Looking for schematics of QBUS 32KW memory module.
jnc at mercury.lcs.mit.edu
Sun Sep 8 15:20:02 CDT 2019
> From: Mister PDP
> listed back there were numerous bad addresses all over memory.
> I cannot find schematics for any of the boards
You can repair MOS memory boards where the board is basically working, but
just has some failing memory chips, without schematics.
First you need to create a map which translates memory chip # to bits. You
have 32 chips in the array, so there are probably 2 32KB banks, each 16 bits
wide. Pull a chip, and then try and figure out which bit it is; then repeat
with other chips to try and figure out which bits are stored in which
chips. (Unless the designers were insane, each chip will hold the same bit in
all the words in that bank.)
On yours, the memory chips are in sockets, which makes this less painful.
(On boards where the chips are soldered in, a program which loops, storing a
word with a single 1 bit, can be used to the same effect; the chip data sheet
will tell you which pin is the data pin.)
Usually a missing chip results in bits stored in that chip reading as '0', but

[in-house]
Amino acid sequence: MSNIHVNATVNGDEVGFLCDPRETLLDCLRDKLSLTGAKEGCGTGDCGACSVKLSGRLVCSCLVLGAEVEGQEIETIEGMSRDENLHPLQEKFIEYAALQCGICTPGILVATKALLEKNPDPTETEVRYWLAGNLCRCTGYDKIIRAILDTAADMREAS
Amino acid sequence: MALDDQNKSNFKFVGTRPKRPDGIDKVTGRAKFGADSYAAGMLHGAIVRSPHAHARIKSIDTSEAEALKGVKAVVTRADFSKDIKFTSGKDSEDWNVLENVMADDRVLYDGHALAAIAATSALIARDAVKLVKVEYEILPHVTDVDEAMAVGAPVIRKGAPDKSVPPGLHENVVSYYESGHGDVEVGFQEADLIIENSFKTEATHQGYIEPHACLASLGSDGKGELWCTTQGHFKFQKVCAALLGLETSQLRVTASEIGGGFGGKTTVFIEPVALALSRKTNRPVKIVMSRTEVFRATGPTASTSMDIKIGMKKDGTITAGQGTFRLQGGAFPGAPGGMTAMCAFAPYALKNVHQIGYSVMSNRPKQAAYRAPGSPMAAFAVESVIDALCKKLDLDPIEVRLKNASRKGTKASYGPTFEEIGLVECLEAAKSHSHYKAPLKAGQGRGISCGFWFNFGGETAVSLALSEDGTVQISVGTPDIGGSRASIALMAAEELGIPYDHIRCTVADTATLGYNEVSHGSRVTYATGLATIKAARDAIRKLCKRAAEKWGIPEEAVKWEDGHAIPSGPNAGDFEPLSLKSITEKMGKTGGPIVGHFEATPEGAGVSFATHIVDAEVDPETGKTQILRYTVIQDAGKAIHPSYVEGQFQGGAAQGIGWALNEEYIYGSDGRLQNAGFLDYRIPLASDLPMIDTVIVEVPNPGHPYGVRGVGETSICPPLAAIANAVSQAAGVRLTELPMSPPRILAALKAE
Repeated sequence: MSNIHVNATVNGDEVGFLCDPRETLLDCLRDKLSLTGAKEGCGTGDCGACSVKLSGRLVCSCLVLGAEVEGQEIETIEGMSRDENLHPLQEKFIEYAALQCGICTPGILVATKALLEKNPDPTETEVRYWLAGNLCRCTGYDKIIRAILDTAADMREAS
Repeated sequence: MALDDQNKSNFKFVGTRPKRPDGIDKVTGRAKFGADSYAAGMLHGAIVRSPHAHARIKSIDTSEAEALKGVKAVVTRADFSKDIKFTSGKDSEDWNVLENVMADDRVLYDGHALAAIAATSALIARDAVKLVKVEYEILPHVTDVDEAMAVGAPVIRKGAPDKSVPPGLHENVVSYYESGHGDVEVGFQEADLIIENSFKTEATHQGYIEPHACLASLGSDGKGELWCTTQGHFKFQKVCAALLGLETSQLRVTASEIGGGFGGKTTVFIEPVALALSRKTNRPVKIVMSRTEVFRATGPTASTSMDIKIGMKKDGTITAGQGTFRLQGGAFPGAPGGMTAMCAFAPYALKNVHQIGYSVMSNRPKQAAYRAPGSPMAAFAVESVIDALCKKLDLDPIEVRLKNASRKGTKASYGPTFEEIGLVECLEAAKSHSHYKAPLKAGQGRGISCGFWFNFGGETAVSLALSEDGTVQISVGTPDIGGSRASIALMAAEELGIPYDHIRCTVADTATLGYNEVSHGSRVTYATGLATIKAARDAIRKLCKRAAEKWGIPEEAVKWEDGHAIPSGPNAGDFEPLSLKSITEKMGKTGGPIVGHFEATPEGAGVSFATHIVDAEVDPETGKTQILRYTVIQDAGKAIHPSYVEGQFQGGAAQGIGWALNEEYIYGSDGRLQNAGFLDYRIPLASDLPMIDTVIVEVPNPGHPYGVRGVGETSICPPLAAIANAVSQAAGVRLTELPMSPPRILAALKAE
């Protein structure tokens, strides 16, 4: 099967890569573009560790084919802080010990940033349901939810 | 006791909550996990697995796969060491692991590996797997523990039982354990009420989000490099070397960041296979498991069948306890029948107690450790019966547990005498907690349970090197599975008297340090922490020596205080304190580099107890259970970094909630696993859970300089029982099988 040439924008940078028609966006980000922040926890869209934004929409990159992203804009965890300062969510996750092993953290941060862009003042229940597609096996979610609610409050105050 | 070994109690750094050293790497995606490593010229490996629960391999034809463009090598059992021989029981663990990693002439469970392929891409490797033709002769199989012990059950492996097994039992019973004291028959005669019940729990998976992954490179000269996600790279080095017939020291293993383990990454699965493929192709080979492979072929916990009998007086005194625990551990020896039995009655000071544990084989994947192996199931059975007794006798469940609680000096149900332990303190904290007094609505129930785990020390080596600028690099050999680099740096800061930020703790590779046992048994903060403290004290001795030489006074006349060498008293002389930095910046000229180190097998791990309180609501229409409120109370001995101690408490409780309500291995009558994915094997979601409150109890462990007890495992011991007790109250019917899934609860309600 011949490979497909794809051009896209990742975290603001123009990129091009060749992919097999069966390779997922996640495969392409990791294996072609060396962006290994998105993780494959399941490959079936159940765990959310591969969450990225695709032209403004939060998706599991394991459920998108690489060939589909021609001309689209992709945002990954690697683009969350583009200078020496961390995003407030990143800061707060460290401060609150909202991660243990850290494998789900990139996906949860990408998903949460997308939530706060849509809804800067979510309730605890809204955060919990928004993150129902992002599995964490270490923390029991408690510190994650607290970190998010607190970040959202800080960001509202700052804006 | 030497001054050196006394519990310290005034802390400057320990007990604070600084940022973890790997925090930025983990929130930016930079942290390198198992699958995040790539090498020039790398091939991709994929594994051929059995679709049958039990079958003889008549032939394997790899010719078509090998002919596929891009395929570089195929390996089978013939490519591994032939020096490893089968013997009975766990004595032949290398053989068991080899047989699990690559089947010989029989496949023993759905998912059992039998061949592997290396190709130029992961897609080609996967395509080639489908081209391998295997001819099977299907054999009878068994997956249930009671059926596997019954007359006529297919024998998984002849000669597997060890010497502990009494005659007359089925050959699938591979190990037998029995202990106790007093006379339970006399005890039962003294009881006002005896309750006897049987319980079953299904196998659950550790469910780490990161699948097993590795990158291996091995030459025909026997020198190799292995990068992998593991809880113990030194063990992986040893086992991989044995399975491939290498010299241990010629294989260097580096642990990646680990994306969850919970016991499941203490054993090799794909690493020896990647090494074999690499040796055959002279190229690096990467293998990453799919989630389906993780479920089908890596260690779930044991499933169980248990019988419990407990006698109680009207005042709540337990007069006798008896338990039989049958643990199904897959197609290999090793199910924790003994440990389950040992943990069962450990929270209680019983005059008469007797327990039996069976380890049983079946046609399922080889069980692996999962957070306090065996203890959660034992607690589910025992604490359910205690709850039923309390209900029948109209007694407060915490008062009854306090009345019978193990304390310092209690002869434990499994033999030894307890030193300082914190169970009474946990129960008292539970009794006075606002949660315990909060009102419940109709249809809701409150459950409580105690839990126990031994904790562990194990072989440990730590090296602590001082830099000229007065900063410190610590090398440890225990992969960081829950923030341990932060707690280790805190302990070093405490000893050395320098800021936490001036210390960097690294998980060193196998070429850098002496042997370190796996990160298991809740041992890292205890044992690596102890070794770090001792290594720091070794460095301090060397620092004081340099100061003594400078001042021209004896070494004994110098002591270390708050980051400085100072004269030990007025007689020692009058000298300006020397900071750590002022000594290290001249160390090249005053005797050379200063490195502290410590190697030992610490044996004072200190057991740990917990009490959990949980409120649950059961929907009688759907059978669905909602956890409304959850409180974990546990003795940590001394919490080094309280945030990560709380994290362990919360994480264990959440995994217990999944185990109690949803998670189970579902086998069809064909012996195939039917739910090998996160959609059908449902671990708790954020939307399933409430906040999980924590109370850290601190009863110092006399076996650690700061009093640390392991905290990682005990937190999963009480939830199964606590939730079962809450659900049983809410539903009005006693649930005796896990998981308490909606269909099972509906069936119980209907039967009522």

it's possible they will read back as 1. Anyway, to test the first possibility,
start by finding a location in the each bank that can be written to all 0's
and all 1's (read back after writing to verify).
Next, pull a chip, and then try writing all 1's to that word in the low bank,
and read it back. If it now has a 0 bit, congratulations i) you've verified
that missing chips read as 0, ii) that chip is part of the low bank, and iii)
the 0 bit tells you which bit that chip is - fill in that entry in your
If not, try the high bank word, and see if it now has a 0 bit. If not, try
writing 0's to the high and low words, and check for a '1' bit; if so, i)
missing chips read as 1, etc. If neither is true, check back here!
Otherwise, try pulling another chip, and work out which bit that one is, and
add it to the chart. Repeat for all 32 chips - although if you're lucky,
after a couple you might find a pattern, and be able to predict which chips
hold which bits. (But not always; many are random; see e.g.:
for some.) If so, do a few spot tests of your predictions to make sure your
pattern is correct.
With the completed chart in hand, given a failing word (address and bad
data), you can work out which chip is at fault, and replace it. Repeat
for all memory errors.
More information about the cctech